I’m still marveling a little bit at WSU’s rushing performance against Idaho: 30 running back rushing attempts for 216 yards — 126 of them from James Williams. It was the most rushing yards in the Mike Leach era by a long shot, and certainly satiated those fans who are interminably convinced that Leach’s offense can only be successful in the long run with a greater incorporation of the run game.
I’m not in that camp; I’m with Leach in that running the ball for the sake of running the ball generally isn’t necessary, at least not if you’ve decided you’re going to run a “pure” Air Raid. But last game, it kind of felt like it was necessary, if only to back up Leach’s tough talk from the week before.
I think there’s also something to be said for figuring out the best way to be effective against your current opponent and not overthinking it.
I have this working theory that the Air Raid is now better for punching up than punching down — in other words, it might be better for leveling the playing field against a team that might be more talented than it is for dominating less talented teams.
I know that Leach routinely ran up the score with the Air Raid at Texas Tech, but that was a bit of a different offensive environment than what we’re in right now. Other than the blue chip programs, which feature freakishly fast full-sized linebackers, virtually every defense in the country is now running some kind of base nickel scheme to combat spread offenses. (And even some teams in the NFL.) You can thank Gary Patterson and his 4-2-5 for that.
This shift in philosophy and personnel deployment has prepared all teams to better defend in space than 10 or 15 years ago, but I think it does the most for the lesser talented teams, who once-upon-a-time were attempting to defend the occasional spread offense with conventional defenses featuring reasonably sized-but-slow dudes who were more concerned with being blown down the field by run-first offenses every other week. Because of that, I’d argue — again, 10-15 years ago — the athletically talented defense could make a shift to something unusual on any given week a lot better than the less-athletically talented defense.
Now we’re in an environment where practically everyone runs spread concepts — and I do mean almost everyone. Beyond that, Air Raid-specific passing concepts themselves have found their way into just about everyone’s playbook. You’re not going to surprise Portland State or Eastern Washington with your scheme anymore. (Heck, the Eagles ran the spread passing attack far better than the Cougs did.)
So, yeah — the scheme advantage spread teams no longer enjoy now mitigates some of the physical advantage in space because teams are better equipped to try and take away what you do. Beyond having more athletic outside linebacker/nickelback types in their personnel, they know how to flood a pattern that has four or five receivers with seven or eight defenders in a way that it will have a good chance of giving Luke Falk pause when he drops back.
Additionally, if you throw the ball 75 percent of the time against a less physically gifted team, you’re more or less eliminating your biggest physical advantage on 75 percent of plays: That massive offensive line.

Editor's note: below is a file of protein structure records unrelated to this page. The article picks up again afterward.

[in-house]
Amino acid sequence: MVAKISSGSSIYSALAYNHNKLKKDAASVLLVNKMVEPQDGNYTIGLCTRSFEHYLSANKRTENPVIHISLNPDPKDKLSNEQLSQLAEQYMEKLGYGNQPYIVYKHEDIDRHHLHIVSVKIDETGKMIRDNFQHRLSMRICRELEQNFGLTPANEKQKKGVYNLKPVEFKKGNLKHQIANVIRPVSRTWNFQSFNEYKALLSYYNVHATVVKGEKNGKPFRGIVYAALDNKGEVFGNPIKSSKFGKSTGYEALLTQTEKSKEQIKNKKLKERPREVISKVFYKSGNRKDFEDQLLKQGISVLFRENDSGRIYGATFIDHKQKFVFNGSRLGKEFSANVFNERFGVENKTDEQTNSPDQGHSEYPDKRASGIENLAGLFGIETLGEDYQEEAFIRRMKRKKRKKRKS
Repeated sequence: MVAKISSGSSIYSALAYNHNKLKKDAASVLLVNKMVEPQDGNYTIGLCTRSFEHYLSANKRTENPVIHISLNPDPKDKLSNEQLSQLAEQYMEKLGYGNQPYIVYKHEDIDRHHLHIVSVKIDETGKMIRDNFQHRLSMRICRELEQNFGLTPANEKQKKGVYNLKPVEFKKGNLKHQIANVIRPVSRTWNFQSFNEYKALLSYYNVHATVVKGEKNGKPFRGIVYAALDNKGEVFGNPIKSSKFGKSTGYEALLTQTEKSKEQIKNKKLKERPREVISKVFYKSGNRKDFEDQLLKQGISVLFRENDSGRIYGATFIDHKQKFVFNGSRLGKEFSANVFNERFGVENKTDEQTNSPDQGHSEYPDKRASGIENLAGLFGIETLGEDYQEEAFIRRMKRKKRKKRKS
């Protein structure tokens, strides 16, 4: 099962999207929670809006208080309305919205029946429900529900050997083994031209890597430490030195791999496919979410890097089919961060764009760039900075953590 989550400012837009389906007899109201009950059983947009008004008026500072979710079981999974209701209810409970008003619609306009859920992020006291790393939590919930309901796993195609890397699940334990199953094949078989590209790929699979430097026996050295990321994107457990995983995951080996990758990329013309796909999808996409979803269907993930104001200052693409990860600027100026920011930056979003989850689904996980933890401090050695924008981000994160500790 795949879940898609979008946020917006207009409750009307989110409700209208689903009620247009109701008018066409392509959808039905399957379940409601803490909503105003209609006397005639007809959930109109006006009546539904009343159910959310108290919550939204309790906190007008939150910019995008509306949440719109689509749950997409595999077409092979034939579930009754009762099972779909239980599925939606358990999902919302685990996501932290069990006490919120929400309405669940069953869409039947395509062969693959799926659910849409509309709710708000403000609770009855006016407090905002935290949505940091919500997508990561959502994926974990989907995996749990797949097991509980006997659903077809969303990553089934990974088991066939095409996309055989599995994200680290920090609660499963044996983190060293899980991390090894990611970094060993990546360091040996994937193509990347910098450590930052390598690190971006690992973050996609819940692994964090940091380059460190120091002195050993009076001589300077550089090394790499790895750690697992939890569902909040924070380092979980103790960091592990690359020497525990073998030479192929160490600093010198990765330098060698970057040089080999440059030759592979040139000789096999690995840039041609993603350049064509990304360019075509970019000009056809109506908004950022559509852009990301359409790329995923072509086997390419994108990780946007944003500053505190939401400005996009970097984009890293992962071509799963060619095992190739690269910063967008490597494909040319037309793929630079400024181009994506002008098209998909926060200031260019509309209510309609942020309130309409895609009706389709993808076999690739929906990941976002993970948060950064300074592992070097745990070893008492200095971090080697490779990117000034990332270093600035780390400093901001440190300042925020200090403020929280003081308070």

Where does this leave you? In a place where you have to be willing to run the ball — and continue to run it until the defense gives you favorable numbers in the passing game once again.
That’s not necessarily a strategy for running up the score against, say, a team like Stanford, which has the athletes to both stand up in the run and pass game simultaneously. But against a team like Idaho? Yep! When the opposing defensive coordinator has purposed to gum up the passing game above all else (as Mike Breske clearly did), sometimes it’s OK to just grit your teeth and punch a physically overmatched opponent in the mouth by running it on 40 percent of the plays.
It might also be true against a team such as Oregon.
The Cougs have a history of passing like the dickens against the Ducks under Mike Leach. Early on, that was an attempt to simply try and keep up with the Ducks as Leach rebuilt the program. The last couple of years, though, WSU has simply had success throwing it.
Will that change now that Brady Hoke is in charge of the Ducks defense? Hoke hasn’t been able to work miracles with these guys, who are again pretty awful. A particular weakness has been the Ducks’ run defense, which is terrible by both the advanced metrics and the traditional stats. I’d even wager to say that Oregon’s defense very well could be physically overmatched by WSU.
Could this be another game where we see WSU run it on something like 40 percent of the snaps? Last season, the WSU running backs gashed the Ducks to the tune of 176 yards on just 18 carries, and I think the Cougs now have a greater ability to run the ball than they ever have under Leach, thanks to the addition of Williams and the continued improvement of the line. Because of that, I think how much success they have running it against Oregon will depend mostly on whether they’re committed to running when the favorable matchup presents itself, even if success doesn’t present itself early.
Oregon likes to blitz a lot — nearly half of its defensive snaps if you believe this tweet — which means they’re sending run blitzes and there’s a chance for both high risk and high reward on any given play. Some early running plays could get stuffed and look bad. But if the Cougars commit to handing the ball to its talented running backs whenever the opportunity presents itself, they’ll eventually have success biting off chunks of yardage and forcing Oregon into favorable man-coverage matchups on the outside that the receivers should be able to win.
All that we’ll need after that is for Falk to be willing to throw the ball and let his receiver make a play.
This story has been updated to correct Oregon’s blitz percentage on defense.